C3P key to Net integration

Ford Motor Company is moving rapidly from using the Internet as simply a marketing tool and e-mail system towards integrating concurrent engineering on the net. With its C3P initiative, the company aims to use the Internet as part of a strategy to integrate key computing technologies for computer aided design, computer aided manufacturing, computer aided […]

Ford Motor Company is moving rapidly from using the Internet as simply a marketing tool and e-mail system towards integrating concurrent engineering on the net.

With its C3P initiative, the company aims to use the Internet as part of a strategy to integrate key computing technologies for computer aided design, computer aided manufacturing, computer aided engineering and product information management.

C3P allows styling, packaging, design and manufacturing to take place in parallel. Manufacturing links to the CAD model allow product design changes to flow directly to and from manufacturing and component assembly plants around the world. The goal is to achieve a seamless flow of CAD, CAM and CAE environments, using a product information management system to integrate all data in a common form.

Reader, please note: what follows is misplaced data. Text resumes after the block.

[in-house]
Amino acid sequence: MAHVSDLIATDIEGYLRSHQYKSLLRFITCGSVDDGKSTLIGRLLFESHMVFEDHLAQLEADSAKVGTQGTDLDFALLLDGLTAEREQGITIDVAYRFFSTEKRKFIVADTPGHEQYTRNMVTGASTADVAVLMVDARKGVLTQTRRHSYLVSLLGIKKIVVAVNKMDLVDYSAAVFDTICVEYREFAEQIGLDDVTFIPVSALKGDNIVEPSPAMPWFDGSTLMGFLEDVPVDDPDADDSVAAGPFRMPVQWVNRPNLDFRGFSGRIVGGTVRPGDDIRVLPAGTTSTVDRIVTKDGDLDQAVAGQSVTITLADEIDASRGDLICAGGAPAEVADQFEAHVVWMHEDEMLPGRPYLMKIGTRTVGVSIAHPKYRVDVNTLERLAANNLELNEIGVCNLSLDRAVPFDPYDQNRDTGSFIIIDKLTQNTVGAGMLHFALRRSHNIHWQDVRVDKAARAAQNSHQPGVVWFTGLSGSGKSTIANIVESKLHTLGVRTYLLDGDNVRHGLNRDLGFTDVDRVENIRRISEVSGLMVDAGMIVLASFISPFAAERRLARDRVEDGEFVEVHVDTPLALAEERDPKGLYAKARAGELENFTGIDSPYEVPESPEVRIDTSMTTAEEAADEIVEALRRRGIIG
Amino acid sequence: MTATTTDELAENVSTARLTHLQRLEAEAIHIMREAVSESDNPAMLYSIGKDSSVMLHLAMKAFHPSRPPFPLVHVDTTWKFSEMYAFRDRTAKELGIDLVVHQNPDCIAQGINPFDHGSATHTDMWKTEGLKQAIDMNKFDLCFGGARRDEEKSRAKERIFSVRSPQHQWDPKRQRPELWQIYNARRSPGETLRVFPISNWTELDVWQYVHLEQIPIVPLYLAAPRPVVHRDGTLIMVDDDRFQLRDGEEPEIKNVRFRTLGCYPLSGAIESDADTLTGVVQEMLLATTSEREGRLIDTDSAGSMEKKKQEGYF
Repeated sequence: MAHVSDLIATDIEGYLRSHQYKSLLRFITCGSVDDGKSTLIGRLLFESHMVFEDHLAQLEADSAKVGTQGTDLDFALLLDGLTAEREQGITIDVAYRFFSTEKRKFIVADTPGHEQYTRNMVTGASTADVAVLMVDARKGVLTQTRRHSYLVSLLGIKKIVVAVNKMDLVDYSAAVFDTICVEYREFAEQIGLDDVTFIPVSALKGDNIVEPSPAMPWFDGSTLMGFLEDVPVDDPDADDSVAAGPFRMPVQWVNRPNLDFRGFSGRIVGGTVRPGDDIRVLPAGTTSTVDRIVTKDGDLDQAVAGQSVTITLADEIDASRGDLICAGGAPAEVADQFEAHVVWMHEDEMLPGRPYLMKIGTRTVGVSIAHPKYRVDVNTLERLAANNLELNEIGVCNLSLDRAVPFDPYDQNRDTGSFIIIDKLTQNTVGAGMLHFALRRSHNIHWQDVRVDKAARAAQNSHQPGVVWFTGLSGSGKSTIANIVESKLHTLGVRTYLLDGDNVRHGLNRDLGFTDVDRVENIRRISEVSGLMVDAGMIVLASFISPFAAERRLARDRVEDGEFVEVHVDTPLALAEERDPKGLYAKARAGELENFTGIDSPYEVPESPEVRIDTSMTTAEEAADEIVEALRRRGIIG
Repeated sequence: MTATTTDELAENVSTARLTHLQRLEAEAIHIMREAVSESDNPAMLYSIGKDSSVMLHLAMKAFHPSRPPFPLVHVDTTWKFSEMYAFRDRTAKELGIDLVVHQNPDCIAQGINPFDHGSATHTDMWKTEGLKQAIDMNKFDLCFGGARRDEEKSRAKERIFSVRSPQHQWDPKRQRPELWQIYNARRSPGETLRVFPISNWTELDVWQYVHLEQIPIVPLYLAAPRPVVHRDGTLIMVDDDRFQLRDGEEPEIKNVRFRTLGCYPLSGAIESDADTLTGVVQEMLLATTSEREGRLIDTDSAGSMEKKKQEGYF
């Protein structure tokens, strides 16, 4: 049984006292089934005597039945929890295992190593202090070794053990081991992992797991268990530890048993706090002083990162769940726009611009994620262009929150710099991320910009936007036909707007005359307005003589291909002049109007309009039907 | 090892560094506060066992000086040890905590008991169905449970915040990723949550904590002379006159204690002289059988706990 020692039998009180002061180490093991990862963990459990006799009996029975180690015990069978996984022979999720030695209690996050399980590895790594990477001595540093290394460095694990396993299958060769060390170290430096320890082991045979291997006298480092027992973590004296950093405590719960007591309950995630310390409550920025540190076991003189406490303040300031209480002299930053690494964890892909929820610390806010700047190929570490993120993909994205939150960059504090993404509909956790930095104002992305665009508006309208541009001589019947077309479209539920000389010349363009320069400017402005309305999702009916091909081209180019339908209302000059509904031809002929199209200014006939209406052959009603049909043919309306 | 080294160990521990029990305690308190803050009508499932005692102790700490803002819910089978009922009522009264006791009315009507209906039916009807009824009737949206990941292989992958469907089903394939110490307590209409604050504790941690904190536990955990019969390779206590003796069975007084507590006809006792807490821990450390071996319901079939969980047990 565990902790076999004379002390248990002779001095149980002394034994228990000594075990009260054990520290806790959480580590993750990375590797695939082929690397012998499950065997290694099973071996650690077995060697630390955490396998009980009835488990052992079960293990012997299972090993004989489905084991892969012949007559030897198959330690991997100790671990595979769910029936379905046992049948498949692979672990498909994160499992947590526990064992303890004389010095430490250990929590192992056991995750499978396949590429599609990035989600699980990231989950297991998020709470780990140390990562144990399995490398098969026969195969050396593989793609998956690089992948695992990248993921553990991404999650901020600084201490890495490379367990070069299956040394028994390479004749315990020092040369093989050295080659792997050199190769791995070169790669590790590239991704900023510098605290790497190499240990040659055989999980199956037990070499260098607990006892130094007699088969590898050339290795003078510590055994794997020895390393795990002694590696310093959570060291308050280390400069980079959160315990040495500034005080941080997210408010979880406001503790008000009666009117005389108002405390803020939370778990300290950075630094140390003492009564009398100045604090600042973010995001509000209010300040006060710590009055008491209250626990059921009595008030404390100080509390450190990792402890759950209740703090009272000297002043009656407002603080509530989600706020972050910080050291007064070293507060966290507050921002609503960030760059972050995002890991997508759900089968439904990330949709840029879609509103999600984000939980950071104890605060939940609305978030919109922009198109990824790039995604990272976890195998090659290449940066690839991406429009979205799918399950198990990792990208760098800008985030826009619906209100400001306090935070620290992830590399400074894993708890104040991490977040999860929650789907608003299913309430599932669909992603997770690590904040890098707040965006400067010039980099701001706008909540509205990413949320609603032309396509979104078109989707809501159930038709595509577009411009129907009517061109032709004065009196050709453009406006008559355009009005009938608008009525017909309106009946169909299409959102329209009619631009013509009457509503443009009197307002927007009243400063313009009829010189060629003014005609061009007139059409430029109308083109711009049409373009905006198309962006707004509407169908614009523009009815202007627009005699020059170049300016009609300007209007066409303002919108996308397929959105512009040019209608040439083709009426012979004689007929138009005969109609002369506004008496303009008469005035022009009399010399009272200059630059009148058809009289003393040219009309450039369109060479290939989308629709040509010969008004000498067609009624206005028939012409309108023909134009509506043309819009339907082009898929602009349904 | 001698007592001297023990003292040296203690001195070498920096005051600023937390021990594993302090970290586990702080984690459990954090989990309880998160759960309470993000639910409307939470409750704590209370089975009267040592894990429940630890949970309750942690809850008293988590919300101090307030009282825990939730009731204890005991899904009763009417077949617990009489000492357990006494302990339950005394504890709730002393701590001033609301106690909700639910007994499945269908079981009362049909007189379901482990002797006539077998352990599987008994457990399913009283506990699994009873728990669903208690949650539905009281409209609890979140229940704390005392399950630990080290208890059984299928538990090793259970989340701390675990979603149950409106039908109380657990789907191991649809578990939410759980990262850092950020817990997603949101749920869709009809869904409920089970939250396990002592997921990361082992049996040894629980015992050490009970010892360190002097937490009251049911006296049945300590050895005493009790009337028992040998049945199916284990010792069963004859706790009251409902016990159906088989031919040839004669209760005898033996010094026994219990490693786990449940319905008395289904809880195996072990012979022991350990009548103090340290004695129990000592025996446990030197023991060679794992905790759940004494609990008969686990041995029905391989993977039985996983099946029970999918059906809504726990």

More than 8,000 Ford designers, design engineers and manufacturing engineers and CAE analysts are being trained to use C3P. The data will be used by more than 30,000 users at Ford and several thousand suppliers.

At present several hundred tier-1 suppliers are connected via an intranet, with sites in Europe, US, Asia and South America. Ultimately, all tier-1 suppliers will be connected to C3P and by the end of the year, 24 vehicle programmes will be online. The company expects a large rise in productivity in design engineering as a result of linking Ford development teams round the world to pool their collective knowledge.

C3P technology is estimated to cut vehicle development time from 37 months to 24 from programme approval, and the aim is to reduce development time to 18 months. Development of digital prototypes using C3P has reduced the number of physical prototypes by 25%.